The redevelopment of the shuttered Hunters Point Naval Shipyard faces a key hurdle today when plans for the biggest-ever redevelopment project in San Francisco are discussed and possibly approved.
The shipyard and Candlestick Park are the southernmost link in a chain of projects long planned by city officials, property owners and developers to reinvent the waterfront.
The eastern waterfront, from South Beach to the stadium, is undergoing historic upheaval, including the rebuild of the area in Mission Bay, which is anchored by the 10-year-old AT&T Park.
Ship repair, manufacturing and loading operations along the city flank drove San Francisco’s economy for much of its history.
Those operations largely disappeared during the second half of last century or drifted to Oakland.
The shipyard was a hive of employment until the 1970s, when workers and families in the once-vibrant Bayview neighborhood were devastated by the Navy’s evacuation of the 500-acre site.
Now, master developer Lennar Urban is working on a plan that includes 10,500 homes, a marina, a sports arena and shopping and business districts. A football stadium proposal rejected by the 49ers is included as an option.
The environmental impact report and specific designs for the planned 702-acre redevelopment of the Hunters Point Naval Shipyard and surrounding land are scheduled to be approved, rejected or modified today during a joint hearing of the Planning Department and the Redevelopment Agency.
The Board of Supervisors and other agencies will rule on most of the plans in the near future.
Any votes cast today to certify or reject the project’s environmental review could be appealed to the Board of Supervisors and to a court.
The redevelopment has faced criticism from environmental and neighborhood advocates, including past redevelopment agency consultants Arc Ecology. They have characterized the environmental report as inadequate and myopic, and called for it to be rejected and rewritten.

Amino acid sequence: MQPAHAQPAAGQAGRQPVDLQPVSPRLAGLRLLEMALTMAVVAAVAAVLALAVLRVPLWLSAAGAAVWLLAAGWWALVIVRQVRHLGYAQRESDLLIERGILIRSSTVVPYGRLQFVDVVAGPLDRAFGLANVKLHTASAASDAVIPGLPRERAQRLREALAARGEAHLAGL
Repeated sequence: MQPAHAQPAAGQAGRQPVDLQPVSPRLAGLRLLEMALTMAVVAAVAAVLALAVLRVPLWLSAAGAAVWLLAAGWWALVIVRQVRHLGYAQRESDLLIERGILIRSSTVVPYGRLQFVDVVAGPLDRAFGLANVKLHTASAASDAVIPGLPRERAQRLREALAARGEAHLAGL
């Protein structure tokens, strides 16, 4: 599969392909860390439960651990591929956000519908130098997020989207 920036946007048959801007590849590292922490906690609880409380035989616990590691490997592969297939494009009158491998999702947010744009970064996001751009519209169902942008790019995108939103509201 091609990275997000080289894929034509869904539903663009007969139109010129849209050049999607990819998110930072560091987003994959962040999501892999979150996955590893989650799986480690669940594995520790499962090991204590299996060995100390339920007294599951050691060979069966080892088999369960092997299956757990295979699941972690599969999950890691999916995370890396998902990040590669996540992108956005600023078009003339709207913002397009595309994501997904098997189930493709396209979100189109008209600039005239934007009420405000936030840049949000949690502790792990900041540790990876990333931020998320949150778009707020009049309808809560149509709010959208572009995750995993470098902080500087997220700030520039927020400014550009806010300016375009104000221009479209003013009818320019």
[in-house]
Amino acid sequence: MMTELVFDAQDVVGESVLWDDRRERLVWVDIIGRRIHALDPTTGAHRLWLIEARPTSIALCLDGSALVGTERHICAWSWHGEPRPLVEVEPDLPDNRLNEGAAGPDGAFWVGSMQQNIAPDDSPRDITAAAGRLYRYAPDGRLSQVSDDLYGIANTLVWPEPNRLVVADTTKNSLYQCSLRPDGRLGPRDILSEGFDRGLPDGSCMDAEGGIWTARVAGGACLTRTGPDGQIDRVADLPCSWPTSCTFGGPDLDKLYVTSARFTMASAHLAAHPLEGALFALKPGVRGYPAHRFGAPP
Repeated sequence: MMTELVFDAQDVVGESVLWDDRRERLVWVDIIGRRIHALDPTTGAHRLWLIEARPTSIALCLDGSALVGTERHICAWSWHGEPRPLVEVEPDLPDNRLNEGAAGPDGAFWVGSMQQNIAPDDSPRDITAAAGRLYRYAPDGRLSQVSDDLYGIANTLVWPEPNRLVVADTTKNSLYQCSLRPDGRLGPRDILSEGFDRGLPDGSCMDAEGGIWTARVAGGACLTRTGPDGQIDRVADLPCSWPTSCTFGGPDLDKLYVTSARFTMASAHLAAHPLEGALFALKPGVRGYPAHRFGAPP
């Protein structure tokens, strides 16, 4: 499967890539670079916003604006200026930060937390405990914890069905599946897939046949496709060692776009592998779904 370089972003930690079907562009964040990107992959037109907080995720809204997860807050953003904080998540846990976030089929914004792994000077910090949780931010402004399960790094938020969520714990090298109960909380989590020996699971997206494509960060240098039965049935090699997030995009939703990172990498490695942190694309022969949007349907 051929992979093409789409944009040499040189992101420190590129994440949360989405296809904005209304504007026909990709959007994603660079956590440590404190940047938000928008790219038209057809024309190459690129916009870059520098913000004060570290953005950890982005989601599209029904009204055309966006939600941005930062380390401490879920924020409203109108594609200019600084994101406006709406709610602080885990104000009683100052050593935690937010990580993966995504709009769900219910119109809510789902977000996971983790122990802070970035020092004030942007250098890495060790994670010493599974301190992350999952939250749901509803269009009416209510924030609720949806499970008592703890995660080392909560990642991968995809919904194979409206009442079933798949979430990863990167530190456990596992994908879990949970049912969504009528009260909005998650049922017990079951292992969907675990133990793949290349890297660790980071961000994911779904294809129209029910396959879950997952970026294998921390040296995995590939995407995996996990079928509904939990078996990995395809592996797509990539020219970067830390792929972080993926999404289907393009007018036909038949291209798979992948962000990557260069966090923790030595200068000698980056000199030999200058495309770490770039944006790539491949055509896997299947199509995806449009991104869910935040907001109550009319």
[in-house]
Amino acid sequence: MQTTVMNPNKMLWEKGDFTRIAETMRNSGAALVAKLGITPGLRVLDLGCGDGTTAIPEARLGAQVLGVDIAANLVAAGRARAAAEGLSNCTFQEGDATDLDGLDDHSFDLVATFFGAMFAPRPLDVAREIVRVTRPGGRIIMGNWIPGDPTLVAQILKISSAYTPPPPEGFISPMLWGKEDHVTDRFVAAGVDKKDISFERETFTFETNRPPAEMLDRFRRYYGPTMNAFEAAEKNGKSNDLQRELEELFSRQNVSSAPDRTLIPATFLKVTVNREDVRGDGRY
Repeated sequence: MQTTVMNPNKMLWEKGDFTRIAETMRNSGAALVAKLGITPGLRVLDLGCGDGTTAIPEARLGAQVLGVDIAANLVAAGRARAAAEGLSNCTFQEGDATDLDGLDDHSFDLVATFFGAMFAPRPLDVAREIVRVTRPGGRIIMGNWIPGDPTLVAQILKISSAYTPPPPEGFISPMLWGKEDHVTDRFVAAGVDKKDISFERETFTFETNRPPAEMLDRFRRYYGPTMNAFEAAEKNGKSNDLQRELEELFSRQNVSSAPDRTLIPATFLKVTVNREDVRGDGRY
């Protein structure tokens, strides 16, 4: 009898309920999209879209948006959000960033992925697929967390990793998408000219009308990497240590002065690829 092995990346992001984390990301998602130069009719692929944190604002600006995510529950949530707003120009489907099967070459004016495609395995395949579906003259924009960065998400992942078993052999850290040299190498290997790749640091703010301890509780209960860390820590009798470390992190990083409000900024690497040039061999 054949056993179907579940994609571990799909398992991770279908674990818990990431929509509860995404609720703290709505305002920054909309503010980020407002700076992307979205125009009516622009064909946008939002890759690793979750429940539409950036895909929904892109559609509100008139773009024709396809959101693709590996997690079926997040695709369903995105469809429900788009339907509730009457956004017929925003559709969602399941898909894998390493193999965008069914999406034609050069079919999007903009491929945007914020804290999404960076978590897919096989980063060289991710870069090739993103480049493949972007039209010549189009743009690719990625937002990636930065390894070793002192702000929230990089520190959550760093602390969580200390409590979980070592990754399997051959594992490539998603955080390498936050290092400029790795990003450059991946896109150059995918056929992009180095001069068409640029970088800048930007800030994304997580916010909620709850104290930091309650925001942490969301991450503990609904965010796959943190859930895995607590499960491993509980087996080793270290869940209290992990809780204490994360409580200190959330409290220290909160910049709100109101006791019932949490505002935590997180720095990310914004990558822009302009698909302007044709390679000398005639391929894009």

Kofi Bonner, vice president of master developer Lennar Urban, lauded plans that will be voted on today.
“This community and this city deserve the opportunity to transform this area into what I consider to be a vital neighborhood, just like the rest of San Francisco,” Bonner said.
The Navy is spending hundreds of millions of dollars cleaning contamination from the Superfund site, but plans to build over some pollution will be a contentious issue raised today.
Construction impacts on wildlife that grew prolific after the Navy left will also be discussed.
Asbestos-laced dust and a bridge planned over a sleepy waterway will also figure prominently in today’s hearing, which is expected to draw a massive crowd.
No power coming from new plant
The redevelopment of the Hunters Point Naval Shipyard will include power plant equipment that will burn fossil fuels in new waterfront communities — but power produced by the turbines is planned to be wasted.
Shipyard master developer Lennar Urban and sustainability partner Arup identified sites where the equipment will be installed, at the current Candlestick Park stadium site and just north of a narrow waterway that juts into the shipyard.
The equipment will burn natural gas to create steam, which will be fed through an underground labyrinth to heat and cool buildings. The approach is more energy-efficient than installing heating systems in individual buildings.
Excess heat generated by the plants could create electricity, but such a proposal is not presently being pursued.
The surrounding neighborhood, where high asthma and disease rates are a historical consequence of heavy-industrial operations, has long worked to shut down power plants.
— John Upton
New face of the shipyard
702 acres Project size
7,155 Market-rate homes
3,089 Affordable and below-market-rate homes
256 Alice Griffith public-housing units to be replaced
885,000 Square feet of retail space
255,000 Square feet of art studios and art center
Source: San Francisco Planning Department